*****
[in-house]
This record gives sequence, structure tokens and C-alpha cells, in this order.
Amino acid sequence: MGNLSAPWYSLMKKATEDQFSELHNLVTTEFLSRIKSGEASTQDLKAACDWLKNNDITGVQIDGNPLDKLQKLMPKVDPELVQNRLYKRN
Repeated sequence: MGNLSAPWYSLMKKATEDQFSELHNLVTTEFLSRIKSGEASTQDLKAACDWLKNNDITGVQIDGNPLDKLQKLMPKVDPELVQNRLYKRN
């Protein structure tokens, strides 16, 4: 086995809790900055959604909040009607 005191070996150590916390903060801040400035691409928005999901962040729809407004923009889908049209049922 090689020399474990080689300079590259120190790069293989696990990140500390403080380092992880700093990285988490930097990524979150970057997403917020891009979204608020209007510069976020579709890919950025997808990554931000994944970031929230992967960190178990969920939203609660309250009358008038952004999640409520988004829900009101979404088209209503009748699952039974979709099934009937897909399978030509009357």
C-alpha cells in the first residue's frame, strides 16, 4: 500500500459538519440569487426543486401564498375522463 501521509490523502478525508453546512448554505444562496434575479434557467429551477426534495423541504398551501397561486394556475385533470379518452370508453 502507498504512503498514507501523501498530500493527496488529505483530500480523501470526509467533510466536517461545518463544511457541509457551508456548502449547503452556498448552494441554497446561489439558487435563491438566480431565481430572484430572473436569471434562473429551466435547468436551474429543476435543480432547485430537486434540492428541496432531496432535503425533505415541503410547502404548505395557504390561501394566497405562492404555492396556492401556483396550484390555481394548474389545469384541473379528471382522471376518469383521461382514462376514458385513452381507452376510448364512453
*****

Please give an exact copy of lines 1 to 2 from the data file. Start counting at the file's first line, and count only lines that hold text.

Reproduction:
[in-house]
This record gives sequence, structure tokens and C-alpha cells, in this order.